Stop Motion Gets A Helping Hand With A Nintendo Relic

Written by Mark Ramshaw

NintendoPower Glove: Animation Tool?

One of the more obscure oddities from the 1980s console gaming era finds a new lease of life in the animation world.

Even older readers may struggle to remember the Power Glove, an ill-fated peripheral launched by Mattel for Nintendo way back in 1989. An unlikely mash-up of Terminator cyberpunk, experimental position-sensing technology and market-blind optimism, the Power Glove combined a standard NES controller interface with optical fibre finger flex sensors and ultrasonic spacial awareness... to no great effect. The unit was deemed laughably bulky, the 3D triangulation proved inaccurate and only two games were ever developed for it. The occasional pop culture name-check aside, Power Glove was a spectacular failure.

Finally, however, it looks like the glove may have found its niche, thanks to Dillon Markey, a stop-motion animator over at Stoopid Buddy Stoodios, home to productions including Adult Swim's Robot Chicken TV show.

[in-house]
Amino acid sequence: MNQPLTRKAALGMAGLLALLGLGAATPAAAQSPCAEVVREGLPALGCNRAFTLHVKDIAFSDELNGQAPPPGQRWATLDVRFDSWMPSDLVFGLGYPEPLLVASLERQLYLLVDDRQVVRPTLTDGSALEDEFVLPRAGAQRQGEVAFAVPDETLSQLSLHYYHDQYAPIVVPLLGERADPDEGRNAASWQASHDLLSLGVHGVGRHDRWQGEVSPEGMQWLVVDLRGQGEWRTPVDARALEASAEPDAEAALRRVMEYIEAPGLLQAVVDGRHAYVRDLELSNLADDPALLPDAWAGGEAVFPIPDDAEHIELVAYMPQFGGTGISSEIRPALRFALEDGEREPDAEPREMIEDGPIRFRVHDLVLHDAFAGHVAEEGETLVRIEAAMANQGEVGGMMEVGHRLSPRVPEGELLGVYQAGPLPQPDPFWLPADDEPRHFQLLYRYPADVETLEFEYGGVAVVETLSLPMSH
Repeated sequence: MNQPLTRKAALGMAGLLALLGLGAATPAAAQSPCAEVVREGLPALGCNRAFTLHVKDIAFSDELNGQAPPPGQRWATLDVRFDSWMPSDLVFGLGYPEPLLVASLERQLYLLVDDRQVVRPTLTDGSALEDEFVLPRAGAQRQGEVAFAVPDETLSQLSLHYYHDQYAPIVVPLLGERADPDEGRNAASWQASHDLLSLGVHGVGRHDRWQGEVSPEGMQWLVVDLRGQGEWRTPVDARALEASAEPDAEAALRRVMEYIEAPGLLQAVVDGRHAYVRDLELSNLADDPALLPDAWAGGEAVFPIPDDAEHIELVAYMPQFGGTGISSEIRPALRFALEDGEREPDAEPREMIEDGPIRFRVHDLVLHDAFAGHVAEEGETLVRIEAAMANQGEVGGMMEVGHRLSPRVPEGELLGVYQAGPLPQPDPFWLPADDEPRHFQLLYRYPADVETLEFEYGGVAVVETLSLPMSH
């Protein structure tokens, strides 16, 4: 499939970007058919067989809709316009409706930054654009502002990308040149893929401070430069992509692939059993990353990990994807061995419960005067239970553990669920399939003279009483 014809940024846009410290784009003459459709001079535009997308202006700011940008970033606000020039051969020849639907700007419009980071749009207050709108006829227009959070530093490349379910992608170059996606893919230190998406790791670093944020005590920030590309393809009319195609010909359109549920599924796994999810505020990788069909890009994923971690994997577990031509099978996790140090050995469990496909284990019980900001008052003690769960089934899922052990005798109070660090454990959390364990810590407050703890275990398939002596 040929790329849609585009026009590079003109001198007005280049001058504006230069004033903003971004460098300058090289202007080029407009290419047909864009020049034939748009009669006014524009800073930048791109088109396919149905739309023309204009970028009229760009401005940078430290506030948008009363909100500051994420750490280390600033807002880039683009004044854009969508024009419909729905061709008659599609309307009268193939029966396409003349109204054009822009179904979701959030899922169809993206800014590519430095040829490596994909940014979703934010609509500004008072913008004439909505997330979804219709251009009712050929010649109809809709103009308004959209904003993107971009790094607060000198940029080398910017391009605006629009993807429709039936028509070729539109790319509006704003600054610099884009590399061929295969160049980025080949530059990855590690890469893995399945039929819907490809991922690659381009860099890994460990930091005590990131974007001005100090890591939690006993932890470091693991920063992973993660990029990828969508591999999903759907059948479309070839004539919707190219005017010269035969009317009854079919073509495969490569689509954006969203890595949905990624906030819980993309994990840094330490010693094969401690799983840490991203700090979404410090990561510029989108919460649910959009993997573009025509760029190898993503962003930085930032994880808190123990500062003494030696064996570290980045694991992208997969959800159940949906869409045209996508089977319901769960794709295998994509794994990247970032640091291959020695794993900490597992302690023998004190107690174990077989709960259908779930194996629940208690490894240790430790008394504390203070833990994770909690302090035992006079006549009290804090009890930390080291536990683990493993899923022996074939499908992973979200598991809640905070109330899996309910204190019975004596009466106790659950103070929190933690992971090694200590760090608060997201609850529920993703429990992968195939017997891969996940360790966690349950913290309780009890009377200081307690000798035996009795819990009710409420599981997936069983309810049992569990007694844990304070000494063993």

Stop-motion animation is, of course, a highly laborious and precise process that's heavy on physical labour and footfall. When faced with constant to-ing and fro-ing around the stop motion stage with a USB-connected keypad in hand, Markey began to think there must at least be a way to make this aspect of the craft a little easier, perhaps by fitting some kind of controller to his arm. A childhood fan of the Power Glove, the solution was obvious.

With the help of an electrical engineer, Markey reworked the old technology to operate as a Bluetooth device, one that's compatible with his existing stop-motion animation application, Dragonframe. Now, he can interact with the software while carrying out the micro-detailed movements necessary for 25 frames-per-second stop-motion work. The device not only ensures that he has both hands free to manipulate models, but even helps on a practical level – via a set of retractable tweezers fitted onto the Glove's forearm section for fine puppet adjustments.

It would be easy to attribute Markey's enthusiasm for the tool to his unashamed, rose-tinted fondness of the original device and its place in '80s culture. But the animator has actually been using the modded tool solidly for the last 18 months and it's clear that the Power Glove has transformed and accelerated his working process. Watch Markey in action in the video below. For any other filmmakers feeling suitably inspired, second-hand Power Gloves are currently changing hands for around $100 each!

Tags: Technology


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